Saturday, July 09, 2011

The Wall of Separation

Published in the Umatuna 7/5/2011

In a previous column, we noted the three most common arguments used by those who prefer to use a selective morality to absolve themselves from taking a public stand on sticky issues such as abortion and same-sex marriage:

1) the “separation of church and state”,

2) “We have no right to impose our religious beliefs”, and

3) “If you don’t want (fill in the blank) then don’t” (e.g. “if you don’t want an abortion don’t have one”).

Working backwards, we have already discussed the 2 and 3 in previous columns, so this week we will examine the concept of the “separation of church and state”.


If you have been following the local versions of the debates over abortion and the legalization of same-sex unions, you are familiar with shouts for the Church to “stay out of politics”.

There are many good reasons for the Church to insert its authority into public affairs, not the least of which is the salvation of souls, ALL souls. But for our present purposes, we will address the relationship between church and state from a secular and legal perspective.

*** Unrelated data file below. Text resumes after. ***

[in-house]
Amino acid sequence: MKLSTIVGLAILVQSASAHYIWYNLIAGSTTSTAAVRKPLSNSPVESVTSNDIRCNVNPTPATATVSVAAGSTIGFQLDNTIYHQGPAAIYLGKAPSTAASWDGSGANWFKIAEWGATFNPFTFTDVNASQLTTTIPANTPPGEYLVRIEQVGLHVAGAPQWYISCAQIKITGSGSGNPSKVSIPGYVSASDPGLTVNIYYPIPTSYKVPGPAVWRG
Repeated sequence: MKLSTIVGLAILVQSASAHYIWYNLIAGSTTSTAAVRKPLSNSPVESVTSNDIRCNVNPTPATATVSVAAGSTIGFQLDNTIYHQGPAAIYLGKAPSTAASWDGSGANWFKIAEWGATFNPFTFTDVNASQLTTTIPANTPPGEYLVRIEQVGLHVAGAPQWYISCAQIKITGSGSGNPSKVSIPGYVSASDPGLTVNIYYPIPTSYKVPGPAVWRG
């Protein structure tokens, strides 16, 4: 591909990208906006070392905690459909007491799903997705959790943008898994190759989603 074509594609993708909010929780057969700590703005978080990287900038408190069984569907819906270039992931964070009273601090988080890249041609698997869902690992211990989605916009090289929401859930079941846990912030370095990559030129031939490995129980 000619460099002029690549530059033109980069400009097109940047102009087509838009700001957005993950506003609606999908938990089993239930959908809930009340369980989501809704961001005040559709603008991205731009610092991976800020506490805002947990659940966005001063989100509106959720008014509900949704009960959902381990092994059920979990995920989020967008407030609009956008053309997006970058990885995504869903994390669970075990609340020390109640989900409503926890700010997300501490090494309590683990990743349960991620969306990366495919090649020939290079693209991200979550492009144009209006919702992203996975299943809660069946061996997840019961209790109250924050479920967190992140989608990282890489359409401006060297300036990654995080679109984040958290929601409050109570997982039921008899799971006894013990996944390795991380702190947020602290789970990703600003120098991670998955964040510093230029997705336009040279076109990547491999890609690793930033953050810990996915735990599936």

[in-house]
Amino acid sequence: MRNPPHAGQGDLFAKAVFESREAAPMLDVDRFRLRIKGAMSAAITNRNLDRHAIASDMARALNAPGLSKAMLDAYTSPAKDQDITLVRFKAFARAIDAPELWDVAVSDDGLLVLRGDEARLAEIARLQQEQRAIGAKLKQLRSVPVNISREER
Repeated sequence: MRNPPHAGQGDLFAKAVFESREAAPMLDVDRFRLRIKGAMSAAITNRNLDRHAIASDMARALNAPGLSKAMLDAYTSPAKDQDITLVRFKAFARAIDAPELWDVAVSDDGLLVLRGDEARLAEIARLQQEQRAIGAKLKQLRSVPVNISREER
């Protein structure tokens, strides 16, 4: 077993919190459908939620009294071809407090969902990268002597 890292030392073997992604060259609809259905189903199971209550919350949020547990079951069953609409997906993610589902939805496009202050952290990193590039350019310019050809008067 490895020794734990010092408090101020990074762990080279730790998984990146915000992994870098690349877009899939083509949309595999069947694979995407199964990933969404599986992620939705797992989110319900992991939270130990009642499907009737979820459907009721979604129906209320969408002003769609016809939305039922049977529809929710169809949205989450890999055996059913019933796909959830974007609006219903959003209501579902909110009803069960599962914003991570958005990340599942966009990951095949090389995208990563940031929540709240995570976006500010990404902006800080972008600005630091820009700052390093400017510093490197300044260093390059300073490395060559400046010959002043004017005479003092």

The phrase “separation of church and state” does not appear in the U.S. Constitution as many suppose. The First Amendment simply reads: “Congress shall make no law respecting an establishment of religion, or prohibiting the free exercise thereof ...."

The intent of the Founders was NOT to keep religion out of government but to keep government out of religion. Had it been the other way around, our founding documents and institutions would not have been so imbued with religious references (e.g. All 50 states reference “God” in their state constitutions.)

The phrase makes its first major appearance almost a century after the U.S. Constitution was penned in a case involving the Mormon Church: Reynolds v. The United States (1892).

Reynolds, a Mormon, who, in accordance with the doctrine of his religion, had two wives. Polygamy had been outlawed thirty years earlier, so Reynolds brought his case for multiple wives to the Supreme Court.

It appears that the Court was subject to some consternation because it first made a strange appeal to English law, and then, perhaps sensing the weak linkage, settled on the fact that the word “religion” was not defined in the Constitution and a definition would therefore have to be provided.

After some digging, the Court unearthed a letter written by Thomas Jefferson to a Baptist church wherein he referred to “a wall of separation of church and state”, a phrase which was not his own, but an echo of similar words penned in 1644 by the founder of that same church, Roger Williams.

The Court, seemingly anxious to put the Mormon, Reynolds, in jail, latched on to another part of the letter wherein Jefferson had opined that though government could not tell citizens what to think about their religion, it could tell them what they could or could not do when religious actions were judged to be “subversive of good order.